Skip to main content
main-content

Über dieses Buch

This book is about taking a theory, pricing, and translating it into an operational practice that can be used by a company on an everyday basis easily with maximum results. This book provides, in detail, all the steps and input required to build out a pricing strategy and function.

Inhaltsverzeichnis

Frontmatter

Chapter 1. Introduction

Abstract
The overall objective of this book is to discuss how companies price their products and set pricing in any type of contract they may sign with a customer. It’s become quite noticeable through financial profit and loss results in many companies that average sale price (the overall price paid by customers for a company’s products) is not increasing very much year over year. Companies are judged by their financial results, and each quarter the overall revenue and profitability increase. Given the basic formula for calculating revenue of volume × price = revenue, you can see why price is so important in obtaining positive financial results. In order to maximize price opportunity, many companies have turned to developing formalized pricing strategies. When a pricing strategy is implemented successfully, it can result in consistent, sustainable profit improvement. Consider a minimum annual 1 percent-3 percent margin point improvement each year as your benchmark goal. This book will provide an outline (called a price plan) for developing and implementing a global pricing strategy with a focus on taking theory and making it more adaptable to everyday business. This methodology is called Practical Pricing.
Michael Calogridis

Chapter 2. Initial Price Assessment

Abstract
The first step in assembling a price plan is to conduct a pricing assessment. A pricing assessment is a list of questions asking each individual involved in a company’s pricing process what their specific analytical processes are in developing recommendations for their area of price involvement. This assessment provides visibility to the degree of value add process and analysis that currently exists in a company’s procedures for setting a price. For example, in estimating a product’s maximum-value net price (the desired price the company would like the customer to pay), the company would need to understand what a competitor’s similar products are priced at in the marketplace. If the company has a competitive intelligence team, understanding competitive dynamics would fall to this team. Potential questions for the competitive intelligence team might be: Where do you obtain competitive pricing information? What process do you utilize to compare key features of the company’s products versus competitive offerings, and so on.
Michael Calogridis

Chapter 3. Price Leakage

Abstract
Price leakage is the overall term for the analysis that will document any product level average selling price variances (product level leakage) versus major competitors, as well as the selling price concession trends over a defined time period (aka the price waterfall). Simply put, you want to demonstrate, through data, that the prices charged for products were reasonable compared to competitor’s similar products and also, in direct alignment with maximizing value, and that the company hasn’t given away unnecessary price concessions (increased discounting, rebates, promotions, etc.) to sign customers to contracts. Products that do not attract a selling price that meets a minimum margin threshold (usually established by finance) will also be analyzed and reviewed here. Again, this is an initial review to gain some understanding of the severity of the issues at hand. Price leakages will play a major part of later analysis in the overall price plan. Price waterfall is a term that describes the “takeaways” from a product’s list price toward the actual price paid by customer. The net (or actual) price would be list price minus all discounts, rebates, promotions, costs of producing the product, and the like. What you want to then understand is that net selling price truly represents the maximum value that customers would/should be paying for a particular product versus any reasonable competitors.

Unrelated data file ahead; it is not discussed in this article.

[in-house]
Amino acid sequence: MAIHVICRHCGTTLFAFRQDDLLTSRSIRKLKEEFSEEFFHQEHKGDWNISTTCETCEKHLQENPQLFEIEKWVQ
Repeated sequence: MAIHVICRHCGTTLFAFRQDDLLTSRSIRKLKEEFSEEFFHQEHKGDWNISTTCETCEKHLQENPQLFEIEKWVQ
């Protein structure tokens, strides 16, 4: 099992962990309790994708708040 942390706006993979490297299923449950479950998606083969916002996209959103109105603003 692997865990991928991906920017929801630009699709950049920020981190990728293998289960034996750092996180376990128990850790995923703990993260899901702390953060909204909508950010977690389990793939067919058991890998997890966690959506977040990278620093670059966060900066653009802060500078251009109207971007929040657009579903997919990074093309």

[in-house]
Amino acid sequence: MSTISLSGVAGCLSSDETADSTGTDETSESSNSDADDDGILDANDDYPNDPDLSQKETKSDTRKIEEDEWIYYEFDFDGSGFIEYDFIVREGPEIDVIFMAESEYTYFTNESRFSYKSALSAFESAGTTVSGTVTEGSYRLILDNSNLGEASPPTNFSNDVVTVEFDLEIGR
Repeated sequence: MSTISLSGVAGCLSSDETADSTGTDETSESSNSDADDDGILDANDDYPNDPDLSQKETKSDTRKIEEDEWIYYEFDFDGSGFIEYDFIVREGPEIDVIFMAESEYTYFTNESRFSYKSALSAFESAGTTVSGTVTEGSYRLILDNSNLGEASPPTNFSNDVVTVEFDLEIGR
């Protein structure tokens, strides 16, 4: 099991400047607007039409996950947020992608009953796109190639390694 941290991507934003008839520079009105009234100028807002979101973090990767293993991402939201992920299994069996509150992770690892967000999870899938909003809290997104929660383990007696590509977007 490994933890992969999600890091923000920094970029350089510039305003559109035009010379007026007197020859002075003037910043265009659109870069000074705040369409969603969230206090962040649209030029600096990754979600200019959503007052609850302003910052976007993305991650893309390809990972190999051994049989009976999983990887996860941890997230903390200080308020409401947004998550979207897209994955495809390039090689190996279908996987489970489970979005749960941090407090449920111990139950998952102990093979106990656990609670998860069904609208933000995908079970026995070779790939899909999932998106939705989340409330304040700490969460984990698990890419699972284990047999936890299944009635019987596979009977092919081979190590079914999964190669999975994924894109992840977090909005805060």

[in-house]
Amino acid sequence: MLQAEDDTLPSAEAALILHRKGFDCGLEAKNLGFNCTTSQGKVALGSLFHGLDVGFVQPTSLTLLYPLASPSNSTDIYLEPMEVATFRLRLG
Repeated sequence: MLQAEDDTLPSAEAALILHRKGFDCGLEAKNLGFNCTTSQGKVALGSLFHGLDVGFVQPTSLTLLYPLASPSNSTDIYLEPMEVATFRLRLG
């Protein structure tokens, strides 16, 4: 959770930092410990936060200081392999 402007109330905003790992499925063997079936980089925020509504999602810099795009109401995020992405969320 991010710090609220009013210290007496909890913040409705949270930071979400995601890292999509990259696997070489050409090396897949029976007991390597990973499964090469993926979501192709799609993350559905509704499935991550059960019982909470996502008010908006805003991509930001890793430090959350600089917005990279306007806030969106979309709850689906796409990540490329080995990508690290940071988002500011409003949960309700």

Michael Calogridis

Chapter 4. Pricing Resources

Abstract
The foundation of any effective pricing is data, and the ability to access this data is key and one of the most important tasks in developing a successful pricing strategy. What kinds of data are we talking about? Ideally you would want to have each customer-purchase transaction for a period of two full calendar or fiscal years. This will give you a picture of what the sales of the company’s products look like. You would want to have each customer transaction to a level of detail that shows what the list price (or price without any type of discounting), the level or types of discounts given on the transaction (volume discount, rebates, promotions, coupons, etc.), and how much the products cost to produce. This will take you from a list price to a net margin, that is, you can see where the price “started” and exactly how much you received in revenue when the product was actually sold to the customer along with the profitability on that transaction. This is also commonly referred to as a price waterfall, since it shows a cascading effect of offering incentives or discounts to customers to purchase a product.
Michael Calogridis

Chapter 5. Pricing Culture and Behavior

Abstract
What is pricing culture and behavior? In attempting to develop more rigorous analytical processes in pricing, a first obvious step would be to ensure that data-based analysis is completed when pricing a product or pricing a contract. This would entail having information such as competitive data and cost data as part of the overall analysis effort. Additionally, you would want consistent approach to data analysis in all the various parts of a company that priced products or contracts. This consistency would be captured in a policy and procedures document for everyone to utilize as the instruction tool with included standardized templates for setting the actual prices.
Michael Calogridis

Chapter 6. Top-Level Pricing Strategy

Abstract
A top-level pricing strategy will encompass several items:
1.
Overall pricing strategy goals
 
2.
Global price considerations
 
3.
Key alignments
 
4.
Tying price strategies to product positioning stragies